President Trump routinely accosts the press corps, foreign leaders, Senate Minority Leader Chuck Schumer, D-N.Y., Sen. John McCain, R-Ariz., and Sen. Lindsey Graham R-S.C.
He has yet to verbally pistol-whip most congressional Republicans.
Sure, he lit up Sens. Ted Cruz, R-Texas, and Marco Rubio, R-Fla., during the campaign. Remember handles like “Lyin’ Ted” and “Little Marco?” Who can possibly forget the absolutely baleful rhetoric Trump unleashed on House Speaker Paul Ryan?
For now, Schumer remains a favorite foil of Trump. The president even got hooks into Rep. Elijah Cummings, D-Md., over a meeting on opioid addiction which never happened.
But one wonders how long Trump can hold his tongue if Congress doesn’t start to produce some of the legislative results he wants – let alone needs.
It’s now late February. Other than some executive orders (albeit controversial ones) and un-doing a few Obama-era provisions, Congress hasn’t sent the the president much meat on which to chew. One can certainly point at Senate Democrats for slow-walking Cabinet nominees and siphoning valuable hours of Senate floor time. But frankly, it’s not like the Republican-led Congress had big ticket items ready for the president to sign.
The marquee topics are tax reform and repealing and replacing ObamaCare. These will take time – despite some of the high-minded talk from the campaign trail that lawmakers could address things overnight. We’re hearing the Trump administration could have plans on both ready sometime in March.
So far, there’s been minimal intra-tribal warfare on the polar ends of Pennsylvania Avenue. But Trump must tread carefully. Sure, he enjoys bedrock supporters like Reps. Chris Collins, R-N.Y., and Lou Barletta, R-Pa. But many congressional Republicans only boarded the Trump train as a matter of convenience. Many jumped on late. Others went along tepidly because of voters in their districts. Some aren’t with the Trump program even now. But they quietly sit on their hands because they know Republicans have a shot at tax reform and retrenching ObamaCare. This particular cohort of congressional Republicans winces at ill-conceived executive orders, phone calls to Australia and various pre-dawn tweets.
Could this dam break?
To some Republicans, repeal and replacement of ObamaCare is taking too long. Tax reform is struggling. Challenges to keep the government open and raise the debt ceiling (the total amount of red ink that the federal government can carry at any one time) lurk around the bend. The national debt now kisses $21 trillion. It’s not clear where Republican leaders will unearth the votes to hike the debt ceiling if there’s no concrete plan in place to reduce spending in a significant fashion.
Most congressional Republicans didn’t invest deeply in Trump. If there aren’t results, they can’t blame President Obama or Hillary Clinton or House Minority Leader Nancy Pelosi, D-Calif. Schumer? Perhaps a little. Midterm elections loom next fall. These Republican lawmakers will only stay on the bus so long before they start to bail. After all, they need a foil, too. What about that mandate for Trump to govern? Clinton clocked the president in the popular vote by nearly three million clicks.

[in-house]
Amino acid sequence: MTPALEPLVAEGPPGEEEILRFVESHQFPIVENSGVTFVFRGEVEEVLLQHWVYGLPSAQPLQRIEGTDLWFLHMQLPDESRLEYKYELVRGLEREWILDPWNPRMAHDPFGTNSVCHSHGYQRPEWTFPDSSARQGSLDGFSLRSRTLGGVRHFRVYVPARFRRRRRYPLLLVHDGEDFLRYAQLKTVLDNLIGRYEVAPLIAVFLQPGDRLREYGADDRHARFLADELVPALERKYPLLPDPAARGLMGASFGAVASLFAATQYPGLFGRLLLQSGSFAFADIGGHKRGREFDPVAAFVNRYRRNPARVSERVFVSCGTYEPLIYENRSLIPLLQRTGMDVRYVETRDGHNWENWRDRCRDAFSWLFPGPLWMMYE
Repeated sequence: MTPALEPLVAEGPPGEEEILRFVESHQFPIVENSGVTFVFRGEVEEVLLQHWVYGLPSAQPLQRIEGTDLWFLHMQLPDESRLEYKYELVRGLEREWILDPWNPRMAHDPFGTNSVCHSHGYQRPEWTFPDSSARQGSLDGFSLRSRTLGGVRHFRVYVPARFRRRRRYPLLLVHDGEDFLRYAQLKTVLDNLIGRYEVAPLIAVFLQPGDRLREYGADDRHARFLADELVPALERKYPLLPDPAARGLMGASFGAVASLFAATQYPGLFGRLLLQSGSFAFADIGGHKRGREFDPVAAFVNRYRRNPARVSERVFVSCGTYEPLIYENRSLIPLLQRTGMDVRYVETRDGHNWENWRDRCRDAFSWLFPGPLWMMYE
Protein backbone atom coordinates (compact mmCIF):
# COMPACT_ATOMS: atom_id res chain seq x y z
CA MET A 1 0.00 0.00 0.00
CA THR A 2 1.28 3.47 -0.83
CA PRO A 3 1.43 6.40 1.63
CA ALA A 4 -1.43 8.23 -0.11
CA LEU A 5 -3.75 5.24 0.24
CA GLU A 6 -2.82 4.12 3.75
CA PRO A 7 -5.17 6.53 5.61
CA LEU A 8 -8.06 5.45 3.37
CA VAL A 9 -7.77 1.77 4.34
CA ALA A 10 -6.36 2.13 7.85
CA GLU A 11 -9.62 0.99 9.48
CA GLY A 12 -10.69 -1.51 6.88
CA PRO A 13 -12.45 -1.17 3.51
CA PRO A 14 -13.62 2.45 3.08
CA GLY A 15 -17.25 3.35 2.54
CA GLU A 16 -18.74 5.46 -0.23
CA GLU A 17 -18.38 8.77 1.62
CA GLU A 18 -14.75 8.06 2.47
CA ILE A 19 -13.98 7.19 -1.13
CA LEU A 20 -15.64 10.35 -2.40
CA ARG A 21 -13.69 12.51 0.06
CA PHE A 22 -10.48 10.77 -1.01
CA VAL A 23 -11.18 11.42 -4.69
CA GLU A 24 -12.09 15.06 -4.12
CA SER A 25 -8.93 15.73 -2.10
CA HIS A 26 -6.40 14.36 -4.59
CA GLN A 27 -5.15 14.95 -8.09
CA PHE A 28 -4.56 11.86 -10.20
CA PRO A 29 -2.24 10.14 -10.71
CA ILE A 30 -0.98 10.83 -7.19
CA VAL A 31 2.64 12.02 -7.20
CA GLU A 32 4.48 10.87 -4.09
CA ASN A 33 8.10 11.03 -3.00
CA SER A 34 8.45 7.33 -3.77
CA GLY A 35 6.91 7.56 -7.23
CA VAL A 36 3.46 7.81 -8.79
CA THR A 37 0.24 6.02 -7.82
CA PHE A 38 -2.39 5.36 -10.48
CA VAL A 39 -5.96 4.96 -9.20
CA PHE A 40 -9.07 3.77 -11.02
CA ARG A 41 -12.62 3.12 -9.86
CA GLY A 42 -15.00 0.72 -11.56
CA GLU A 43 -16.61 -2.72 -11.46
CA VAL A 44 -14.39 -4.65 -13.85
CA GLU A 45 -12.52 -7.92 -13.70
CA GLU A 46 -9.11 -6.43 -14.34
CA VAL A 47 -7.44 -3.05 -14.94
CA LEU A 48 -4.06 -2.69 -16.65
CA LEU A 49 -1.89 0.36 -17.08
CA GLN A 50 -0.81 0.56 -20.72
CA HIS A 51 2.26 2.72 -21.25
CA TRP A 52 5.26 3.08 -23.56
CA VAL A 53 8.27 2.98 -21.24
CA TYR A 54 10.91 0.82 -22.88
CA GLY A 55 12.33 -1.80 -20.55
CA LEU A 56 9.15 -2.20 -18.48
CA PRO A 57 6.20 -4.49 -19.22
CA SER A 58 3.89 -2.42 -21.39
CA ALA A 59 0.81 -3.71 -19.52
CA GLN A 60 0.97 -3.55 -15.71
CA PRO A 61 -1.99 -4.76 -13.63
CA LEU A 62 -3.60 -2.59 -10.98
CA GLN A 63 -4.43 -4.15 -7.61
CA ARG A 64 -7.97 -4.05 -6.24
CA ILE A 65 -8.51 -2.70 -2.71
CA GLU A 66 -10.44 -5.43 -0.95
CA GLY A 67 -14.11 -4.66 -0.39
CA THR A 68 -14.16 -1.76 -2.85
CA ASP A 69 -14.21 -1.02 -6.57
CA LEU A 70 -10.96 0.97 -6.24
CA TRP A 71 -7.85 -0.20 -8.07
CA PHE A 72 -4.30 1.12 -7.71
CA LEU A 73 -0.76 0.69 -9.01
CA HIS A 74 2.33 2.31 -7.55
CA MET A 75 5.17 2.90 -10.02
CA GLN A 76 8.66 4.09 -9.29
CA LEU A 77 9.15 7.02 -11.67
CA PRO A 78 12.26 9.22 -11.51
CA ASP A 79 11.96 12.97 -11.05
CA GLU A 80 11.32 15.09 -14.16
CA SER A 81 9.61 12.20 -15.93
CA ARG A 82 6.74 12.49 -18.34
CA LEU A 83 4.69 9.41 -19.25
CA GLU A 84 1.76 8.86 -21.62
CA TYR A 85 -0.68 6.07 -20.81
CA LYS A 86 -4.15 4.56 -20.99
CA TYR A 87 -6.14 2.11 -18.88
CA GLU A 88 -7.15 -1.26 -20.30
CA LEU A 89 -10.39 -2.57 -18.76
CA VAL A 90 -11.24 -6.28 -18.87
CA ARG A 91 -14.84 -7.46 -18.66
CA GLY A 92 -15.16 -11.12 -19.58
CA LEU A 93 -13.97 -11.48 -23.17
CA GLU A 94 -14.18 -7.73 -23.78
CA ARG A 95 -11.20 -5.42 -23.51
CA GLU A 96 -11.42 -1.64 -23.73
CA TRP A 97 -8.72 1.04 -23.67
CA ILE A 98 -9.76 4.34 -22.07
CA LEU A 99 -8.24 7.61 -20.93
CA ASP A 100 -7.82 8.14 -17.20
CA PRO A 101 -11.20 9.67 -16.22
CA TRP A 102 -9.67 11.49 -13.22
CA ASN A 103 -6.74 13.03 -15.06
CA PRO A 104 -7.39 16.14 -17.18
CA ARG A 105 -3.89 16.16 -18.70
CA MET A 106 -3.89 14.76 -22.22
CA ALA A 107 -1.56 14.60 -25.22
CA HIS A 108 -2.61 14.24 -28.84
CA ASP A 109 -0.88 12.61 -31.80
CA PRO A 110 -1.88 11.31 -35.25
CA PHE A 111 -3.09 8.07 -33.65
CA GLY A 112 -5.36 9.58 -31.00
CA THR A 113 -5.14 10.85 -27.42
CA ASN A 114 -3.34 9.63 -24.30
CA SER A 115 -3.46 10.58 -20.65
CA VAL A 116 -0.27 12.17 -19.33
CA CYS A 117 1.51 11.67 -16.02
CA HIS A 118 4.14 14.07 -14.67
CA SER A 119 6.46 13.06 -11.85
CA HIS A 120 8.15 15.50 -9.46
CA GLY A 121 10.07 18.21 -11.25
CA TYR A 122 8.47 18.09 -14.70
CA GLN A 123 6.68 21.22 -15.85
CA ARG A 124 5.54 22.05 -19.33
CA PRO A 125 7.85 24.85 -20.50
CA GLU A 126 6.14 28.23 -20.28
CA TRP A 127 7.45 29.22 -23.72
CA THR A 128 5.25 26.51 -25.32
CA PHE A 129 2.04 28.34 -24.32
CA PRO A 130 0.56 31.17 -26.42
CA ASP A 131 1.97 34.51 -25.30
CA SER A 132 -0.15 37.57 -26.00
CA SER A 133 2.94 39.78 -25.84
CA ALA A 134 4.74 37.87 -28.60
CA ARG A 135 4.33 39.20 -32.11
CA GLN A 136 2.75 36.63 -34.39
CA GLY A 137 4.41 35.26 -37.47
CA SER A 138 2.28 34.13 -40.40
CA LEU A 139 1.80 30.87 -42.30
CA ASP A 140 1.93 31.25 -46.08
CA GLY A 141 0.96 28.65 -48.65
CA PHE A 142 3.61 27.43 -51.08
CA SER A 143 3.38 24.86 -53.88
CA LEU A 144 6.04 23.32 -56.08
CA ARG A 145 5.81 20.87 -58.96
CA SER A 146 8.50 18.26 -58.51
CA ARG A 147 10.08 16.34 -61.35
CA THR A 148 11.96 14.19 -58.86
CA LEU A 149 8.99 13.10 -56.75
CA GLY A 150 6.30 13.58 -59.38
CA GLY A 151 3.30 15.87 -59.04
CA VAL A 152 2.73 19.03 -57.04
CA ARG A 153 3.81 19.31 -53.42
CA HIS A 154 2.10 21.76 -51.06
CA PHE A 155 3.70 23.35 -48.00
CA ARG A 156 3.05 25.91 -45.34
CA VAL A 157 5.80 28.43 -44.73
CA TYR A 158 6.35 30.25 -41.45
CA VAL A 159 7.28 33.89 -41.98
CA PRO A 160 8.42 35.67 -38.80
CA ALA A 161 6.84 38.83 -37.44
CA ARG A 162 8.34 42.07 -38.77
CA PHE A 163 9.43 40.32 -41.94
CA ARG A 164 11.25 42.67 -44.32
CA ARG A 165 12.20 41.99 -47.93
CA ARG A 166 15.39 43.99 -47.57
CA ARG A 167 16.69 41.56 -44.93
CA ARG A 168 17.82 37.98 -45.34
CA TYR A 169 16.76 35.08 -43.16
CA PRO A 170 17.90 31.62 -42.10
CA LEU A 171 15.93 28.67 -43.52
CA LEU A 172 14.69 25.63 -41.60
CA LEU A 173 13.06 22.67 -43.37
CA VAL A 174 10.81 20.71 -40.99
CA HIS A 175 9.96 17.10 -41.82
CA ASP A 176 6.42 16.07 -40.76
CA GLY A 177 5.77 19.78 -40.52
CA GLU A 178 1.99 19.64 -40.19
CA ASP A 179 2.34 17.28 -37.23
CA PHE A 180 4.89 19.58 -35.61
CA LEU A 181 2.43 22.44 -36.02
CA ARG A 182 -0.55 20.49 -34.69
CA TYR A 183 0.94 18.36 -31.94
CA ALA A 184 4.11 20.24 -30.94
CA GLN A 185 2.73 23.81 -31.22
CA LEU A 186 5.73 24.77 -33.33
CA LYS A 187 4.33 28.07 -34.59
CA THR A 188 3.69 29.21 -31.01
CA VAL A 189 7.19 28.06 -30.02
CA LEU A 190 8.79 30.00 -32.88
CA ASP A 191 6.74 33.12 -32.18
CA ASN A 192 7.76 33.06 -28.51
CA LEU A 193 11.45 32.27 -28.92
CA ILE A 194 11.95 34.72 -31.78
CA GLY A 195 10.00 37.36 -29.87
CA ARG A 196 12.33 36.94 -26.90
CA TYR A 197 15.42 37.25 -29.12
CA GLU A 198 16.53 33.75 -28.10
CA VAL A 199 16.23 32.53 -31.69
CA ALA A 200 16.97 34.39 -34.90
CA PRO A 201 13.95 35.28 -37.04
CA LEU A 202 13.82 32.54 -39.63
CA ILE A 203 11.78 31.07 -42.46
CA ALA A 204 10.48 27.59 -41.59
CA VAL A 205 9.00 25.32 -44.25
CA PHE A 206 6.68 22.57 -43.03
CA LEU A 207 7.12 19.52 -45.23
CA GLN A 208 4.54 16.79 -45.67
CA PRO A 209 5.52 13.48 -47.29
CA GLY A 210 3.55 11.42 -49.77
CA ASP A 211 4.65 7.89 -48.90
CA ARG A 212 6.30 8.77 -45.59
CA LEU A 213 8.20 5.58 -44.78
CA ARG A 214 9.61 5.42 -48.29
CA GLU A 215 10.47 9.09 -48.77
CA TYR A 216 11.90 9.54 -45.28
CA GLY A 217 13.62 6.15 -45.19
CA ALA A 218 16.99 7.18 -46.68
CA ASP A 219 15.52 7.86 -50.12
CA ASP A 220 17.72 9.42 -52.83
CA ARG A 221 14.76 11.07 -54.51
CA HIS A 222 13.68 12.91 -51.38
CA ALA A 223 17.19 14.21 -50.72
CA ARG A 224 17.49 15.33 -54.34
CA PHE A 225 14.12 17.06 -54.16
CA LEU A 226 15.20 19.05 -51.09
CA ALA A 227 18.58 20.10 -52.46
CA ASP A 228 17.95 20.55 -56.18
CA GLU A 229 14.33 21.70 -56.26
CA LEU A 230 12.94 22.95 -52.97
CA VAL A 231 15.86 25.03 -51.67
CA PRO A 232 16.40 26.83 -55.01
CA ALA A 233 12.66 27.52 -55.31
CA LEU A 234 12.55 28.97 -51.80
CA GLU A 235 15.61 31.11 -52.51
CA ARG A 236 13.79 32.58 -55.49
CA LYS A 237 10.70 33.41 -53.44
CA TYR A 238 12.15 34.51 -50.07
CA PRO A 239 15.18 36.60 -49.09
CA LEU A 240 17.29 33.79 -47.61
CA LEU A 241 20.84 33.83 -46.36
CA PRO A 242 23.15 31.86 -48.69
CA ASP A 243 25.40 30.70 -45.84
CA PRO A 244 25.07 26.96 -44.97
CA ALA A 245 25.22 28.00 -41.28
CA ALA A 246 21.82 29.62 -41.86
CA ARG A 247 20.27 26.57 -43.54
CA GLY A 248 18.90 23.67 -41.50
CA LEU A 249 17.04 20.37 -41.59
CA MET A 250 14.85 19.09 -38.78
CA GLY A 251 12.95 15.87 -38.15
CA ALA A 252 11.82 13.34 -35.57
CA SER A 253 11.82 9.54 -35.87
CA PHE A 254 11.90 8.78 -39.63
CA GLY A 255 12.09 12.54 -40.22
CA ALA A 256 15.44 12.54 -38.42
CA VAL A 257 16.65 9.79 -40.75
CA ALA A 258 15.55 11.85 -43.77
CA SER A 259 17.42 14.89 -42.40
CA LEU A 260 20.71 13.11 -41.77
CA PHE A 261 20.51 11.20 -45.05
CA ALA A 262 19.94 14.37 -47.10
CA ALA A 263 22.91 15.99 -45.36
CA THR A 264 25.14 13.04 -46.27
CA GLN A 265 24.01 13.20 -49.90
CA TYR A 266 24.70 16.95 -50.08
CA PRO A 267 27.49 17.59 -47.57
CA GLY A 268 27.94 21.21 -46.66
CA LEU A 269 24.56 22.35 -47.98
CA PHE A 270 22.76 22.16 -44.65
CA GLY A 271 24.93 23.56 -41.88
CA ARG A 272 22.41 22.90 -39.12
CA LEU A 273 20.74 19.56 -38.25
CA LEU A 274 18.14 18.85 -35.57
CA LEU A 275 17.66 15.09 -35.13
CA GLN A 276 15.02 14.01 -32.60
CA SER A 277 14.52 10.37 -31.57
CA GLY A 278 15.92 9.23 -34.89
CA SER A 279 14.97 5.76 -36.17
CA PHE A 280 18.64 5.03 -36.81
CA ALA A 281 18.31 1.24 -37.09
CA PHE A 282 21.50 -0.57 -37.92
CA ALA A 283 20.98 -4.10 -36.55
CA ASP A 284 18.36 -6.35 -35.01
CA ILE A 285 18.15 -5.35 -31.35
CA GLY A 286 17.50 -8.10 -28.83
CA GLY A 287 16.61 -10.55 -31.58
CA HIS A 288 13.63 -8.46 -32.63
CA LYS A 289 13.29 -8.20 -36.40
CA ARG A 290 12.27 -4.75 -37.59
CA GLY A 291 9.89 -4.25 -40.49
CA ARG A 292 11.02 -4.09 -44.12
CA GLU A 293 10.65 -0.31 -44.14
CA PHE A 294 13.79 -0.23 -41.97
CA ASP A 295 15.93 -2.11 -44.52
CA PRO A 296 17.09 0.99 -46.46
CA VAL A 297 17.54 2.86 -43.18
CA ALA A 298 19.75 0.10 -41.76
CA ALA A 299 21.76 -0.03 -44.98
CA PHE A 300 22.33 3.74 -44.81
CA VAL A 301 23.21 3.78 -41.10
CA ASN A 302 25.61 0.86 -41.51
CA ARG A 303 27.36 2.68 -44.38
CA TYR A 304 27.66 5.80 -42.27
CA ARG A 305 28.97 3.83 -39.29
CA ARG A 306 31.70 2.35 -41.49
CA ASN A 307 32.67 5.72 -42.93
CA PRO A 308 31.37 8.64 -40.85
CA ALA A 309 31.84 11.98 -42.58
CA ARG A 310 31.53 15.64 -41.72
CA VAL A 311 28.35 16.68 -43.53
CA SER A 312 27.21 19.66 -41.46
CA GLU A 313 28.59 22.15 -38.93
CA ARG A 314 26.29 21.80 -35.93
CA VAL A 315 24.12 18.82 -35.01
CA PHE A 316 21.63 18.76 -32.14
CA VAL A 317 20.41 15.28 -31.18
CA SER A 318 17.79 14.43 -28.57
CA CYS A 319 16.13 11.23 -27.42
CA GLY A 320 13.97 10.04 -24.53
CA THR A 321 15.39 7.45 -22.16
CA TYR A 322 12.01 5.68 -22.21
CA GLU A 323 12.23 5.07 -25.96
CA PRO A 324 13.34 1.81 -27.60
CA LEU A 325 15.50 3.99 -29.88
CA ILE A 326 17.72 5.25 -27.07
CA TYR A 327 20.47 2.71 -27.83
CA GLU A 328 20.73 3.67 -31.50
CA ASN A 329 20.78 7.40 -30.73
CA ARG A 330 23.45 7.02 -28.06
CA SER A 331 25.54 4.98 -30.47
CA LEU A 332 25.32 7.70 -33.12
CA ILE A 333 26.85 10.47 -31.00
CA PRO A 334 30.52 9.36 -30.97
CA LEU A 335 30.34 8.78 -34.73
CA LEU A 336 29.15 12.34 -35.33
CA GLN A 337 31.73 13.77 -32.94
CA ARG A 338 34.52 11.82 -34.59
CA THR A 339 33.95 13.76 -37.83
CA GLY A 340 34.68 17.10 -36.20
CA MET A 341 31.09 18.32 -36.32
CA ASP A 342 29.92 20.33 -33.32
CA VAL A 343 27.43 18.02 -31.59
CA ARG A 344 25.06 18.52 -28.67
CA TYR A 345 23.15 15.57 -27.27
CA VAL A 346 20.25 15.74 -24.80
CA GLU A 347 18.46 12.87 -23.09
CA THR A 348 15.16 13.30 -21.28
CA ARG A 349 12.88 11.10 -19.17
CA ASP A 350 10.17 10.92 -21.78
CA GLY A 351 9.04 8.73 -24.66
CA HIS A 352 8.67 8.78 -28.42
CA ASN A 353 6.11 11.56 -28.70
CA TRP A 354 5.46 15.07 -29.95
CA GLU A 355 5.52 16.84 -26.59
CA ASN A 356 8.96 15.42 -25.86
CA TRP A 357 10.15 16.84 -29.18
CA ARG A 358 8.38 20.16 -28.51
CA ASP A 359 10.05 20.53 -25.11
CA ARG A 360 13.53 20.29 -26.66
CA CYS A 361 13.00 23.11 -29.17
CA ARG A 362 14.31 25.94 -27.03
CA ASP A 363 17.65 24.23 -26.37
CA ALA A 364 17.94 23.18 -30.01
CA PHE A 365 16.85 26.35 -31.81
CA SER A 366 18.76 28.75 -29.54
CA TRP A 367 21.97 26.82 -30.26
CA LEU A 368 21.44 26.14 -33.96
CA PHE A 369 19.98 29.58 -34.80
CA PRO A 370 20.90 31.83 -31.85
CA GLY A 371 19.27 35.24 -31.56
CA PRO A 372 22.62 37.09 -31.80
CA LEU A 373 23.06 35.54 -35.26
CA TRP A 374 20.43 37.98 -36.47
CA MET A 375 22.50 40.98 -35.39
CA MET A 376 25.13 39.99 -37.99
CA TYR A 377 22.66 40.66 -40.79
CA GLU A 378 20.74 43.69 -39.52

Could they levy their grievances against Trump?
They can blame the rocky, early days of his administration. Chaotic press conferences. Hawking Ivanka Trump’s jewelry on Fox. And Sweden. #StandwithSweden.
It’s conceivable some congressional GOPers could dump Trump to build distance between themselves and the president. But, speaking of Sweden, others may very well hunker down in their own version of the Stockholm Syndrome, accepting their captor.
You see, the electoral consequences of the midterm election might not be that dire for Republicans. Start with the Senate. Only eight Republicans face re-election next year compared to a staggering 25 Democrats. Many of those Democratic seats are hard to hold as they represent red states or turf Mr. Trump carried: Sens. Claire McCaskill, D-Mo.; Jon Tester, D-Mont.; Heidi Heitkamp, D-N.D.; Joe Manchin, D-W.Va.; Amy Klobuchar, D-Minn.; Tammy Baldwin, D-Wis.; Sherrod Brown, D-Ohio; Joe Donnelly, D-Ind.; Bob Casey, D-Pa.; Debbie Stabenow, D-Mich.; and Angus King, I-Maine. Meantime, only two GOP senators are remotely vulnerable: Sens. Jeff Flake, R-Ariz., and Dean Heller, R-Nev. Some Democrats are cautiously optimistic about the seat now occupied by Cruz.
At this writing, Democrats might consider it a victory to keep GOP gains to two or three seats.
In the House, Republicans represent 23 seats Clinton carried last fall. The current House breakdown is 238 Republicans and 193 Democrats with four vacancies. As things stand now, Democrats would have to run the table and capture 23 seats for an outright majority.
That is a tall order.
So, if you’re the Republican brain trust and things start to spill off the rails with Trump, who cares? Can Democrats truly tie GOPers to Trump in a way that makes any electoral difference? Most Democratic voters are concentrated in the liberal archipelagoes which hug the coasts. There aren’t even many swing voters available for Democrats to flip in House districts they need to win. Many congressional Republicans outperformed the president in their districts.
Thus, we may have a version of the Congressional Stockholm Syndrome. Members willing to just go along, believing it holds little consequence for them at the ballot box.
Will the midterm election focus on results and the possible toxicity of Trump? It might. But due to built-in GOP advantages, it might not matter what happens on either end of Pennsylvania Avenue.
Capitol Attitude is a weekly column written by members of the Fox News Capitol Hill team. Their articles take you inside the halls of Congress, and cover the spectrum of policy issues being introduced, debated and voted on there.